CUBAN Roast pork, smoked ham, Swiss cheese, mustard, and pickles on Cuban or French bread, pressed until golden. Without a Cuban bakery in Boston, you're destined to get the sandwich on French. Cuban bread, made with lard, has a ''lighter, crispier, fluffier" texture than French, says Nobel Garcia, owner of El Oriental de Cuba in Jamaica Plain. Ideally A firm hand on the sandwich press. This combination triumphs when warm, melted, and crispy. Mustard, pickles, and other fixings should be tucked in at the end. Avoid Overzealous use of condiments. One Cubano we tried was soggy from warm ketchup and mayonnaise. These, as well as lettuce, tomato, and onion, are often found on Cubans around town. ''I always kid with people who say, 'Oh, you're turning this Cuban into a Yankee,' " says Garcia. ''But here people like all their own toppings." Good ones El Oriental de Cuba, 416 Centre St., Jamaica Plain. 617-524-6464. The place sells between 750 and 1,000 each week. Best when eaten at the bustling neighborhood spot.

MONTE CRISTO Ham, turkey, and Swiss cheese on white, dipped in egg batter and pan-fried, like French toast. Often dusted with powdered sugar. Ideally Monte Cristo should be warm and gooey inside, and crisp, with a buttery-sweet outside. A side of jam is often served for dipping, and fruit is also included sometimes (to make the diner feel less guilty?). Avoid Don't eat this sandwich if you don't want to spend the rest of the week atoning. Or, if you can't eat it on the premises. Good ones S & S Restaurant. The right balance of crisp and melty.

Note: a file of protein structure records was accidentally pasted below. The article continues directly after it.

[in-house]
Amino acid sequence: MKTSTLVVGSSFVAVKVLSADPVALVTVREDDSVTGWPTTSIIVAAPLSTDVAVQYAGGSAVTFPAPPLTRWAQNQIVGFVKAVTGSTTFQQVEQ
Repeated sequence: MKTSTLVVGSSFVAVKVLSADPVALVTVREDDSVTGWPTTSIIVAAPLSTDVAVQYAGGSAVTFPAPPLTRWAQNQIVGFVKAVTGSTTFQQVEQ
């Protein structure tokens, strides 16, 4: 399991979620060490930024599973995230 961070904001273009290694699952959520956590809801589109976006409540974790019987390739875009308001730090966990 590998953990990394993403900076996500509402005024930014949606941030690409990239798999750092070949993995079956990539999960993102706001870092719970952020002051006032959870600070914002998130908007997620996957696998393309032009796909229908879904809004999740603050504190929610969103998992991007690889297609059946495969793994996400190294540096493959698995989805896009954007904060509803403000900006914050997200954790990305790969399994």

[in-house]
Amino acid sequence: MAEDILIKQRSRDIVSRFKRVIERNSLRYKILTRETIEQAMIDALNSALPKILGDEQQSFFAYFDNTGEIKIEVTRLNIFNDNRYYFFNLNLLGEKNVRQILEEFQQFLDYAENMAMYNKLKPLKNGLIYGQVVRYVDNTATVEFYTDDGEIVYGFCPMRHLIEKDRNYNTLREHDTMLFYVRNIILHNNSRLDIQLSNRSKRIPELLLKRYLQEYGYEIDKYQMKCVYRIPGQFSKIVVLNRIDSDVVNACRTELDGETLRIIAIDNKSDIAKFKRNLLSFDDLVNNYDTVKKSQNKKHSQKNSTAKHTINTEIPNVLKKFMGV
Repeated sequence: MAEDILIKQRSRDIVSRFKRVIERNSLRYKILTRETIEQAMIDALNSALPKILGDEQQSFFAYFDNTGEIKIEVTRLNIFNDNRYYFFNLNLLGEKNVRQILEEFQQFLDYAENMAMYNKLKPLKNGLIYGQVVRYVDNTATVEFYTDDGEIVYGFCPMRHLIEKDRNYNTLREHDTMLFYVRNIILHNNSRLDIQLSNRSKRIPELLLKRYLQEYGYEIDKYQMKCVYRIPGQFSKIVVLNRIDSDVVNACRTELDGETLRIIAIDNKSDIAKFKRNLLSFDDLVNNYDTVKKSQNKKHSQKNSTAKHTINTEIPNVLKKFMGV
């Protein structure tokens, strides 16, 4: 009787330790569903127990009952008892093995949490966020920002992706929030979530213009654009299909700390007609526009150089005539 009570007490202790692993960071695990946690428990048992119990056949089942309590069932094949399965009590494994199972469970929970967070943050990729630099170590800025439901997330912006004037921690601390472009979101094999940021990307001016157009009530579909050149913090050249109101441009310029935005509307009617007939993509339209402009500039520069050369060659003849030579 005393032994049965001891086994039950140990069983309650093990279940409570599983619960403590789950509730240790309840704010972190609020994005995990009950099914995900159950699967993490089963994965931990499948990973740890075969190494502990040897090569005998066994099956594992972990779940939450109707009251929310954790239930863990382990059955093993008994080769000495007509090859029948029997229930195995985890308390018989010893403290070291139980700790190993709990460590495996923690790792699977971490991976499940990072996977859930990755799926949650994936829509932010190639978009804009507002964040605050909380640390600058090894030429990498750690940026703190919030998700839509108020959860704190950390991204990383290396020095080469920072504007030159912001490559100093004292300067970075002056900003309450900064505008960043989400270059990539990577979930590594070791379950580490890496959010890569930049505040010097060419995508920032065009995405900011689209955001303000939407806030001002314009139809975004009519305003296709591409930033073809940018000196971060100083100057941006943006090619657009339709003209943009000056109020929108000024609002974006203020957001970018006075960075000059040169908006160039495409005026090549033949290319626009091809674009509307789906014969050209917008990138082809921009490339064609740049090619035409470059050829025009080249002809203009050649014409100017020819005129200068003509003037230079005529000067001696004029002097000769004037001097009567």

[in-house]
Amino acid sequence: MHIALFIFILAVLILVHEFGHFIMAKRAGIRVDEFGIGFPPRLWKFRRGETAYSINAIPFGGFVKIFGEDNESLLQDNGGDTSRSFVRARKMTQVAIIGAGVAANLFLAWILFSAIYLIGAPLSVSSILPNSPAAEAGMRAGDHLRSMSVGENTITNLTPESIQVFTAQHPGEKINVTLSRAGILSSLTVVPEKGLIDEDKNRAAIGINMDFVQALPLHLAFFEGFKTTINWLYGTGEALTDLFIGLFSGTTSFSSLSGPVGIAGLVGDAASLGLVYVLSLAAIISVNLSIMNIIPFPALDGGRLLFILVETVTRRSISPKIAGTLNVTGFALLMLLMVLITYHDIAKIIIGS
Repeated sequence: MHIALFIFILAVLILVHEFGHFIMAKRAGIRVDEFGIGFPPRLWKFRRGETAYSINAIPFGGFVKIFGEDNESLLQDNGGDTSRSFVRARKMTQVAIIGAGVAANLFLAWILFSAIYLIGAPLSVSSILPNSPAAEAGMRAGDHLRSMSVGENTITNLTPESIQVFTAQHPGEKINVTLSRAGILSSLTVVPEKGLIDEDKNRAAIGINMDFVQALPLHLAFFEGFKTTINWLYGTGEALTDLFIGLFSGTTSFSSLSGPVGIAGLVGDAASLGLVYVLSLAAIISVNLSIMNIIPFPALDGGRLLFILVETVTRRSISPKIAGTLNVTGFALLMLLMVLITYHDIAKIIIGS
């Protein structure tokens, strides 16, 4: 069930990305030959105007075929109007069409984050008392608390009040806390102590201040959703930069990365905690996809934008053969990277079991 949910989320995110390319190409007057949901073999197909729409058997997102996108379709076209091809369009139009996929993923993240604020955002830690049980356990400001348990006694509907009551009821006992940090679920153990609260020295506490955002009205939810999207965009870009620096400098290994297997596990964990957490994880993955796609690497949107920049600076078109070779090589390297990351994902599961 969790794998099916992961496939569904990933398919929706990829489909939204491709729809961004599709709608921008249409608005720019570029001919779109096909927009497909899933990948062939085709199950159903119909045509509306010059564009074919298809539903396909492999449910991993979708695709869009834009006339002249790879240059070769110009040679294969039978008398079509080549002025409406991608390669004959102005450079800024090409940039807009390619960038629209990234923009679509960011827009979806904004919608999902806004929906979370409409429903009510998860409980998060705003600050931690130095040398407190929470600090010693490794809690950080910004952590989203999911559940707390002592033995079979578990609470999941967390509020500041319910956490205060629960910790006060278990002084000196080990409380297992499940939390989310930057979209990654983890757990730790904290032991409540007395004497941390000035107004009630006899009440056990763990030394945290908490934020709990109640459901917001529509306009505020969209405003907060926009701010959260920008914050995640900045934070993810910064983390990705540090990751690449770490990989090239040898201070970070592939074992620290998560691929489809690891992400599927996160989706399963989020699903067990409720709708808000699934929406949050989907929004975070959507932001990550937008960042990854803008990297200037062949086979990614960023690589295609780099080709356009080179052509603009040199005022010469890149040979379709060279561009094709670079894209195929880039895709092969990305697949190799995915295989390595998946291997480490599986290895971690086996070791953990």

PB&J Peanut butter and jelly, the base of many personal food pyramids and the redemption for Wonder Bread. Bananas, honey, and bacon have all stood in for jelly. It's appearing on pub and deli menus all over town. Ideally Creamy PB, good-quality J, and a heartier bread than Wonder. Avoid Extreme variations. This is no place for mayo, pickles, and bacon. Good ones Hot Off the Press, 39 1st Ave., Charlestown Navy Yard, 617-241-7999. Owner Erin Fermoyle spreads peanut butter and strawberry jam on slices of white peasant bread for a kid-friendly pressed sandwich that ''brings you right back home," she says.

REUBEN Corned beef, sauerkraut, Swiss cheese, and Thousand Island dressing on rye, grilled. Turkey and pastrami are often substituted for corned beef. Ideally ''Too much of anything and it gets kind of smothered," S & S's Mitchell says. Look for savory, tender, juicy corned beef, with a ripple of fat at the edges, fresh kraut, mild melted cheese, and tangy dressing. Avoid Nuclear dressing. (You'll know it when you see it.) The bread should not be flimsy and the dressing should be a suggestion. Good ones Charlestown's Hot Off the Press; and Sam LaGrassa's, 44 Province St., Boston, 617-357-6861. This family operation has the Reuben formula down pat. Their own corned beef, which was the best we tasted, ''comes out of the water every day at 11:00 am," says co-owner Ritchie LaGrassa.